In Book 2, Chapter 6 of Atlas Shrugged, on May 15,  Dr. Lloyd Ferris, head of the State Science Institute, extorts from Henry Rearden the patented process for making Rearden Metal, and Ayn Rand brings the storyline for Rearden Metal to a close. The chain of events leading up to Rearden's signing away his life’s work is intricate and involved, and you’ll need to read Atlas Shrugged if you want to follow it all – or at least check out our new Pocket Guide to Atlas Shrugged – but the chapter gives a good overview, and is worth a review. The chapter begins in a conference room filled with bureaucrats (chief among them Wesley Mouch, Clem Weatherby, and Head of State Mr. Thompson – a man so nondescript Rand doesn’t bother to give him a first name), crony capitalists (James Taggart and Orren Boyle), a former banker (Eugene Lawson), a union leader (Fred Kinnan), and one government scientist (Dr. Ferris). These men, after years of government regulation, rent seeking, and labor strikes, have finally succeeded in grinding the economy of the United States to a halt, and they are meeting to discuss what to do next. Not that they meant to shut the country down. Their planned economy, so many years in the making, was supposed to work. Still, the year-over-year losses are devastating; Mr. Weatherby is...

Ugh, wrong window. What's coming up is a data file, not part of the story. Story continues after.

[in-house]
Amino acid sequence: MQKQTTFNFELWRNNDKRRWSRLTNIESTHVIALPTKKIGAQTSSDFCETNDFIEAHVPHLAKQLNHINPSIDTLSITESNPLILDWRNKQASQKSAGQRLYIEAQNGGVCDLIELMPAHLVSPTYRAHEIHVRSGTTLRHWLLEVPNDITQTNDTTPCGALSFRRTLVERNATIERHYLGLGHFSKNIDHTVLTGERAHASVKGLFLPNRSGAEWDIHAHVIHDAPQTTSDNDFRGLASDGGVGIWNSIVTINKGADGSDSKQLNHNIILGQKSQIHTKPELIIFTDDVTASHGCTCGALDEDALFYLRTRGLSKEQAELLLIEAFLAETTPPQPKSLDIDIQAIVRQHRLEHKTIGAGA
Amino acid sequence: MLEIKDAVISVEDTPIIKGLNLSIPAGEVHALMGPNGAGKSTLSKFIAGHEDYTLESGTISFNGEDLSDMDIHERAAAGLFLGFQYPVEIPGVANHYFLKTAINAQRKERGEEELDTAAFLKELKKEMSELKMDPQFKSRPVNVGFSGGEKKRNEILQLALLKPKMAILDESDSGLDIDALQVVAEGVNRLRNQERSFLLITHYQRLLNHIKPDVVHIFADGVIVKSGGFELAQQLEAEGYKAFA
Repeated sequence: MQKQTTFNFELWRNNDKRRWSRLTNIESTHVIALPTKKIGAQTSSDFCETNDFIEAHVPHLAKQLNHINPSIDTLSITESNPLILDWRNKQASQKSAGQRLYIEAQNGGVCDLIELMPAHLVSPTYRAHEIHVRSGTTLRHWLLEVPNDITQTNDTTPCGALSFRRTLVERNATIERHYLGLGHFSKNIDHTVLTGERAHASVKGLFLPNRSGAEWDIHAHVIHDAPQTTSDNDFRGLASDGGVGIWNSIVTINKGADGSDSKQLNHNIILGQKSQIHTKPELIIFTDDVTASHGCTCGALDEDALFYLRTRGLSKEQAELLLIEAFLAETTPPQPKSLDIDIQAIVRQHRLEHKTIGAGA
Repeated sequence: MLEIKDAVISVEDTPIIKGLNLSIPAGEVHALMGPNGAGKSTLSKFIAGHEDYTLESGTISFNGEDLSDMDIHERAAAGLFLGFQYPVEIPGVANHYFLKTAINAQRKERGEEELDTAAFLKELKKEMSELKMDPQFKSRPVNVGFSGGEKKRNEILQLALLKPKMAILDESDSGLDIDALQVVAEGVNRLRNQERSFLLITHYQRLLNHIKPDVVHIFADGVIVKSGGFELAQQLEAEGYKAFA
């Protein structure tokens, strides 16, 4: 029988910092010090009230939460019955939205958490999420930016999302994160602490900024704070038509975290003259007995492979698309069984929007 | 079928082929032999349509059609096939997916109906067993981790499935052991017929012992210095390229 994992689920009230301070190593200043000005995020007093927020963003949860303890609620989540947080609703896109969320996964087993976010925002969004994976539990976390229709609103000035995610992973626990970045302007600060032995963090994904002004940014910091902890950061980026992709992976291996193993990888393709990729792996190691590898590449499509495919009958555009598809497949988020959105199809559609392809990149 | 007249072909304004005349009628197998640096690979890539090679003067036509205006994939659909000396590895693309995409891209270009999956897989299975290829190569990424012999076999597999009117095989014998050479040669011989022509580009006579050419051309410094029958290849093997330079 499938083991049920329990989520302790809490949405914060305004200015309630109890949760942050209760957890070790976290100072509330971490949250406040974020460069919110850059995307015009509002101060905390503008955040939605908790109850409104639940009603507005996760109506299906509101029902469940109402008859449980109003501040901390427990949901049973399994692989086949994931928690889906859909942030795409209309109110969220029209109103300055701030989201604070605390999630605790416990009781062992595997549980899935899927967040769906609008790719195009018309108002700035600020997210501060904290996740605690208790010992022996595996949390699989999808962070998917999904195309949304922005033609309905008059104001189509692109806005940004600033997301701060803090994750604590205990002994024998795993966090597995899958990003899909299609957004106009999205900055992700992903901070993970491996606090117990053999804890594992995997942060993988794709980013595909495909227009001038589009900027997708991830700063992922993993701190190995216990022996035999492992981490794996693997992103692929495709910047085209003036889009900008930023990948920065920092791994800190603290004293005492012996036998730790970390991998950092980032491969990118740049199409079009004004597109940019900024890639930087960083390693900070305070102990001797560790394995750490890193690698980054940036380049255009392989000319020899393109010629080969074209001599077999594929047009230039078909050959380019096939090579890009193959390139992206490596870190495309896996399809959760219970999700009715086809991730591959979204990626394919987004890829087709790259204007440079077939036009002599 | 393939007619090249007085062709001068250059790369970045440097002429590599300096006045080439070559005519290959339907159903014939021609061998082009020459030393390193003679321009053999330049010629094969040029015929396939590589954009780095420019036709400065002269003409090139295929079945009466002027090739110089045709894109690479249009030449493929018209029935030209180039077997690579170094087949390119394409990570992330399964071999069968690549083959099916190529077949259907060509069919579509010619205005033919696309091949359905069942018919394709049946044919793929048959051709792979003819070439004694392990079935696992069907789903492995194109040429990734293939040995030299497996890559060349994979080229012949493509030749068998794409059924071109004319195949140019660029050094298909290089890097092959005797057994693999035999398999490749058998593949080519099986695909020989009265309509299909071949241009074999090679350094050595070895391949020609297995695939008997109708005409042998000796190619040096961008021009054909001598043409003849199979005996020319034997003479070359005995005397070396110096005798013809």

There are some plagues that mankind seems to be incapable of fully destroying. One of these plagues is slavery, which has existed since man moved from being a hunter-gatherer to agriculture. Slavery is the condition where an individual is deprived of much of the product he or she produces and often all or much of their property. The ancient Greeks held slaves. The Romans held slaves. The Chinese held slaves. The Ottoman Turks held slaves. Serfdom, a less restricted form of slavery, existed in Europe from the fall of Rome until it was finally abolished in Russia in 1861. The harsher forms of slavery existed in Europe and most of the rest of the world until the 19th century –– when it was peacefully abolished in many countries, such as England, or through violent clashes, such as the U. S. Civil War. By 1900 most of the “civilized” world had abolished slavery and serfdom. But then a more lethal variant emerged under the benign names of socialism, fascism, and communism. The implementation of these ideologies resulted in governments causing the deaths of somewhere between 100 and 200 million of their own citizens in the 20th century. As in the 19th century, the peasants revolted, and late in the 20th century, those living in Eastern Europe and the former Soviet Union rose up and tossed off their yokes. The peoples of the world had the opportunity to...